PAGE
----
Thursday 21 October 2010
Statement by H.E. Archbishop Francis Chullikatt, Apostolic Nuncio, Permanent Observer of the Holy See, before the Second Committee of the 65th session of the United Nations General Assembly , on item 24: Eradication of poverty and other development issue, New York, 21 October 2010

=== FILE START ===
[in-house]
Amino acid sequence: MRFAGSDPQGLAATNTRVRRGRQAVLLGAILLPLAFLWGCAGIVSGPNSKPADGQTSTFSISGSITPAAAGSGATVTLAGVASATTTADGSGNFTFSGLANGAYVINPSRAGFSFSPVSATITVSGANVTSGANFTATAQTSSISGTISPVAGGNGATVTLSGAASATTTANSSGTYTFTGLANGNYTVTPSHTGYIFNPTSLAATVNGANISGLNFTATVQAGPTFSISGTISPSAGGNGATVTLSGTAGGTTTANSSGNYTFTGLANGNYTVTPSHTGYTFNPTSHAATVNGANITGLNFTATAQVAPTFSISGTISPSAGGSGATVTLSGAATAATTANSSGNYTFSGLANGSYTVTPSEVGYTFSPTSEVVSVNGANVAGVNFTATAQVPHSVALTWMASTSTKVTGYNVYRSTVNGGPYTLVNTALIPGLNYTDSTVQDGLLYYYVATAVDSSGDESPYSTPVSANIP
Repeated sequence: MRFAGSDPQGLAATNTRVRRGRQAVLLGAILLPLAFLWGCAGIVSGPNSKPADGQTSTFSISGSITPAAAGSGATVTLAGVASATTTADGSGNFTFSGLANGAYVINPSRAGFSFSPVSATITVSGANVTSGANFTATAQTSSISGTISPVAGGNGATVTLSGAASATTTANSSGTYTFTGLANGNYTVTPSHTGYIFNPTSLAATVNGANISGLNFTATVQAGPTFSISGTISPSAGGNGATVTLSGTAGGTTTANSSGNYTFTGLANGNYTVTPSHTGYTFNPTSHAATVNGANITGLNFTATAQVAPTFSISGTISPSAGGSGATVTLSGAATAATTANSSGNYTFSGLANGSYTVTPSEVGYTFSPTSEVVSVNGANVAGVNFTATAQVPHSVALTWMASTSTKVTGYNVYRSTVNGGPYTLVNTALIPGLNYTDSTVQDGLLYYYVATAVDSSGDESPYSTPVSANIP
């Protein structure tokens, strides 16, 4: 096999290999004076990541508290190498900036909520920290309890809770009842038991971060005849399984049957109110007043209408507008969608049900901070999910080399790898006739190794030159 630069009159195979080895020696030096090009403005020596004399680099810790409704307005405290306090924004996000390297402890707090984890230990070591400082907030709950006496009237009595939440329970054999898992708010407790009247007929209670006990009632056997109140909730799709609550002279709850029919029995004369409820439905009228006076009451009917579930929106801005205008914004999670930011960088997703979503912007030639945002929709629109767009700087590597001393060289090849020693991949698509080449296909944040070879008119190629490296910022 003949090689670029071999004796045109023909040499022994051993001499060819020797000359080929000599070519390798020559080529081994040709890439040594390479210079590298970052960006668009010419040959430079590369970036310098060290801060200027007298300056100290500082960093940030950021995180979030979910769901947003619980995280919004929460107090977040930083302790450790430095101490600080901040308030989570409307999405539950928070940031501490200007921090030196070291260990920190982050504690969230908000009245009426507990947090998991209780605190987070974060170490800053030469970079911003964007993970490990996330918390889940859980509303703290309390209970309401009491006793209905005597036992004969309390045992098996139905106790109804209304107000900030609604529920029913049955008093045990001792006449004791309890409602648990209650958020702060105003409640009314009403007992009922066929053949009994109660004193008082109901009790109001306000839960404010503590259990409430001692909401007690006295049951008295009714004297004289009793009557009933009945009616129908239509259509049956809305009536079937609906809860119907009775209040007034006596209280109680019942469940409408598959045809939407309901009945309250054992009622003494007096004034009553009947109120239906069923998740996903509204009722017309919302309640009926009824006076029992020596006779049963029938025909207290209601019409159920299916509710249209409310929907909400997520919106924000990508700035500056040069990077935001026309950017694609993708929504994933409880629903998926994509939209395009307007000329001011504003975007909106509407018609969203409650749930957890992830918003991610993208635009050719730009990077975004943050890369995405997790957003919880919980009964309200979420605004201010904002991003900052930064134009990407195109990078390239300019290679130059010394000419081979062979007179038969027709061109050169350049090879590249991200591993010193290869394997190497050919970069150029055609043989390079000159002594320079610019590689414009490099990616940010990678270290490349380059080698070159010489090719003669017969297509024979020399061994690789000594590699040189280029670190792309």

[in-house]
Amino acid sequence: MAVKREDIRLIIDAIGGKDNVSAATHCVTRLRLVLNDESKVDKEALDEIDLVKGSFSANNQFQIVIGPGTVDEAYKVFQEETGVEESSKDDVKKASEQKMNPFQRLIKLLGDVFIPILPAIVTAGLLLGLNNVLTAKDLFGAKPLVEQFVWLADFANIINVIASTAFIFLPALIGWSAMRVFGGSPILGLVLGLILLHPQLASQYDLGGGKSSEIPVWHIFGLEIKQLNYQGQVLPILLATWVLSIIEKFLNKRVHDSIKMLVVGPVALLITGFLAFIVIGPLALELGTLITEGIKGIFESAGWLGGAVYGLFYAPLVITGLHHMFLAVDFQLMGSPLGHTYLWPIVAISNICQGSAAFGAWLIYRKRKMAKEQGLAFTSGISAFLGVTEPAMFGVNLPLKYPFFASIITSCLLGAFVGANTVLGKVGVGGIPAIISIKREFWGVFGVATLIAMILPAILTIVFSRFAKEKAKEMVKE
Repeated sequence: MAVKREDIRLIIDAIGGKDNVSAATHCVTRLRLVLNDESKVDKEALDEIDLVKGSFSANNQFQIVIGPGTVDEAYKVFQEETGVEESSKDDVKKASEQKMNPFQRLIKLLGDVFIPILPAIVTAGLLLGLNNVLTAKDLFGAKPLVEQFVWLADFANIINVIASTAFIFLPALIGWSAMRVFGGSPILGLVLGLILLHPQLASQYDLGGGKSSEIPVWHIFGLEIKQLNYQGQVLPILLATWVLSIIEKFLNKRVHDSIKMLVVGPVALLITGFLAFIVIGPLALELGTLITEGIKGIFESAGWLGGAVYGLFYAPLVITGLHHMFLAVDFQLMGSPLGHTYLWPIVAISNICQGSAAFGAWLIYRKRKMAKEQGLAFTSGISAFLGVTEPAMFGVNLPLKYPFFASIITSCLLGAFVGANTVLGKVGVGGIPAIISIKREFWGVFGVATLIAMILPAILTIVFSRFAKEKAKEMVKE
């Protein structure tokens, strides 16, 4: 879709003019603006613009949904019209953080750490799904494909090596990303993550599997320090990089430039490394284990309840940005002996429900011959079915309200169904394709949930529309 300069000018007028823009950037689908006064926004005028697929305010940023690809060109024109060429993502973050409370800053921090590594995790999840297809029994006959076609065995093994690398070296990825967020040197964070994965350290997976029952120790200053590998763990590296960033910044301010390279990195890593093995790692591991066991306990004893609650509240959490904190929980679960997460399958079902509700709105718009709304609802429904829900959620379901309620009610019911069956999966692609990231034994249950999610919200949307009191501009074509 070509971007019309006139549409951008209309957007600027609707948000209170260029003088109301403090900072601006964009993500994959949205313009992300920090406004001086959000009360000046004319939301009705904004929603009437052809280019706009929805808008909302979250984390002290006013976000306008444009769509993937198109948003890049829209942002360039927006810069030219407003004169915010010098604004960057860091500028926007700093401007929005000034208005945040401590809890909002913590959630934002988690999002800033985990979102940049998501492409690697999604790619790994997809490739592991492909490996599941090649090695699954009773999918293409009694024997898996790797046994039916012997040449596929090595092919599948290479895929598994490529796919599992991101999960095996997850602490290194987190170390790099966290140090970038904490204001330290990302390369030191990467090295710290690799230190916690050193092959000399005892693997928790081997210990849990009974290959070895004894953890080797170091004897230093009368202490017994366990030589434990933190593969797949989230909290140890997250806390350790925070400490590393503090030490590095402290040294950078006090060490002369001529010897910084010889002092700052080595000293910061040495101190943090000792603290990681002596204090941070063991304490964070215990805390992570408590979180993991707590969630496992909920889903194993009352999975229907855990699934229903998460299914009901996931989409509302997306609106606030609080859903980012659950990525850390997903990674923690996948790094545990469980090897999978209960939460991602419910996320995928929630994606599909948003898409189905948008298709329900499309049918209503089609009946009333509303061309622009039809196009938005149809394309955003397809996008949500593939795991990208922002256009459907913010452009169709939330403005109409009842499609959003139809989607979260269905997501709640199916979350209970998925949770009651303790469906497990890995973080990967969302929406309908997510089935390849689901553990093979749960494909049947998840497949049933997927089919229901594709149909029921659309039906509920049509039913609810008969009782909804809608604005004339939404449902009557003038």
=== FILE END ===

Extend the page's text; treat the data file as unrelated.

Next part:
Statement by H.E. Archbishop Francis ChullikattApostolic Nuncio, Permanent Observer of the Holy See65th session of theUnited Nations General Assembly Before the Second Committee, on item 24: Eradication of poverty and other development issues New York, 21 October 2010 Mr. President, Poverty is a multi-dimensional and complex reality. Several types of poverty exist that must be confronted within different places and in different levels. In the poorer countries of the world, we find poverty in its most dire form: extreme or absolute poverty. This condition is characterized by severe deprivation of basic needs that include, for example, food, drinking water, sanitation facilities, basic health-care, shelter, education, information, etc. Extreme poverty depends not only on income but also on the need to access the basics of life. Whatever the form it takes, poverty is an insult to our common humanity that so many people around the world continue to suffer. We have the means to bring to an end poverty. Do we have the will? That is the question. The poverty that affects the developed countries - despite many situations of extreme poverty - is a ‘relative’ poverty, which can be considered a lack of sufficient financial and material resources that enable people to reach an acceptable standard of living in a society and, above all, in comparison to the possibilities enjoyed by others. The year 2010, marked as the European Year for Combating Poverty and Social Exclusion, has in fact pointed out that poverty is a reality even in so-called affluent societies, and not just in economically poorer countries. In his first social encyclical, Pope Benedict XVI draws attention to another type of poverty, often neglected: “One of the deepest forms of poverty a person can experience is isolation. If we look closely at other kinds of poverty, including material forms, we see that they are born from isolation, from not being loved or from difficulties in being able to love.” (Caritas in Veritate, N. 53) All forms of poverty affect the human person, who by such poverty is injured in his inviolable human dignity and enjoyment of fundamental human rights, starting with the right to life. One must always remember that discussions regarding poverty concern human beings; the poor, who are in a situation of dire necessity, abandonment, suffering and loneliness. Poverty profoundly affects the dignity of the human person. The human person deprived of the basic conditions to live decently, is humiliated, and must therefore be helped to recover. Mr. Chairman, My delegation cannot ignore the moral implications of poverty. It affects mainly those who are not capable of a decent livelihood, especially the most affected being children, the disabled, the elderly, and women. In fact, almost half of those living in absolute poverty today are children. “To take the side of children when considering poverty means giving priority to those objectives which concern them most directly, such as caring for mothers, commitment to education, access to vaccines, medical care and drinking water, safeguarding the environment, and above all, commitment to defence of the family and the stability of relations within it.” (Message for World Day of Peace 2009, N. 5). This 65th session of the General Assembly offers us an important opportunity to reaffirm our commitment to achieve the MDGs before 2015, including eradicating extreme poverty and hunger. Unfortunately the combined food, fuel, and financial crises since 2008 have slowed down, and even reversed, progress towards eradication of poverty in many developing countries around the world. The recent IMF and World Bank Annual meetings in October 2010 reminded us of the real impact of this crisis on the poor: 64 million more people are now estimated to be living in extreme poverty in 2010 while some 40 million more went hungry last year because of the food, fuel, and financial crises. By 2015, 1.2 million more children under five may die, 350,000 more students may not complete primary school, and some 100 million more people may remain without access to safe water. Now, more than ever, is the time to recommit efforts towards such poverty eradication. Once again, we have the means to bring to an end poverty. Do we have the will to do so? That is the question. Unfortunately, many donor countries have reduced the already small percentage of GDP contributed as official development aid and instead are devoting such resources to stabilizing their own financial systems. On the positive side, some countries around the world are showing the first signs of economic recovery. It is therefore necessary that development assistance to the poorest countries be driven by a principle of global solidarity between rich and poor countries, triggered by a common recognition of belonging to one human family. Mr. Chairman, The global economic crisis had dramatic social consequences in terms of job loss and rising unemployment, especially among young people, and has led to a deterioration of living conditions of the poor in all parts of the world. We should not leave them to their fate. On the contrary, in moments of greatest difficulty, we should show greater solidarity. Again, the recent encyclical of Pope Benedict XVI reminds of this obligation: “The current crisis obliges us to re-plan our journey, to set ourselves new rules and to discover new forms of commitment, to build on positive experiences and to reject negative ones. The crisis thus becomes an opportunity for discernment, in which to shape a new vision for the future. In this spirit, with confidence rather than resignation, it is appropriate to address the difficulties of the present time.” (Caritas in Veritate, N. 21). The call and mission of the Church, inspired by the key principles of the social doctrine of the Church, especially the principle of the universal destination of goods of the earth, is to stand alongside the poor, give them a voice, and promote initiatives to help them overcome their poverty. “If the earth truly was created to provide man with means of his livelihood and the tools for his own progress, it follows that every man has the right to glean what he needs from the earth. God intended the earth and everything in it for the use of all human beings and peoples, so that created goods should flow fairly into the hands of all, according to the rule of justice, which is inseparable from charity" (Populorum Progressio, N. 22). Furthermore, my delegation wishes to reiterate again the importance of the virtue of solidarity, even at the international level. Solidarity should not to be confused with “a feeling of vague compassion or shallow emotion at the misfortunes of so many people, both near and far. On the contrary, it is the firm and persevering determination to engage in striving for the common good - for the good of each and every person because we are all mutually responsible for all” (Sollicitudo Rei Socialis, N. 38). The principle of solidarity should always go hand in hand with the principle of subsidiarity: the poor should be helped to take their own initiatives to improve their living conditions and become champions of their own development. Otherwise we run the risk that the place of creative initiative will be replaced by passivity, dependence and submission to a bureaucratic system. Hence, investing in education and the training of people i.e., developing in an integrated manner a specific "culture of enterprise", is crucial. It is urgent to make available also to the poor the medicines and treatments needed to fight pandemic diseases such as malaria, tuberculosis, tetanus and HIV/AIDS which affect many populations. This requires “a determined effort to promote medical research and innovative forms of treatment, as well as flexible application, when required, of the international rules protecting intellectual property, so as to guarantee necessary basic healthcare to all people.” (Message for World Day of Peace 2009, N. 4). Finally, as my delegation has emphasized in previous interventions, it continues to be of great importance to ensure access by low-income countries to global markets, without exclusion or marginalization, by providing such countries a preferential treatment. In summary, Mr. President, eradication of poverty should not be considered as an act of charity but rather as an obligation of the international community. More than 60 years after the Universal Declaration of Human Rights was adopted and proclaimed, it is unacceptable that hundreds of millions of people still live in inhuman conditions and are deprived of the enjoyment of fundamental rights, including the right to food, water, basic health care, and decent work. “If at all times commitments ought to be kept, promises made to the poor should be considered particularly binding. Especially frustrating for them is any breach of faith regarding promises which they see as vital to their well-being. In this respect, the failure to keep commitments in the sphere of aid to developing nations is a serious moral question and further highlights the injustice of the imbalances existing in the world. The suffering caused by poverty is compounded by the loss of trust.” (Message for World Day of Peace 2003, n. 8). We have the means to bring to an end poverty. Let us now demonstrate to the skeptics that we have the will to alleviate the suffering of those who go without the basic needs that everyone should have! Thank you, Mr. Chairman.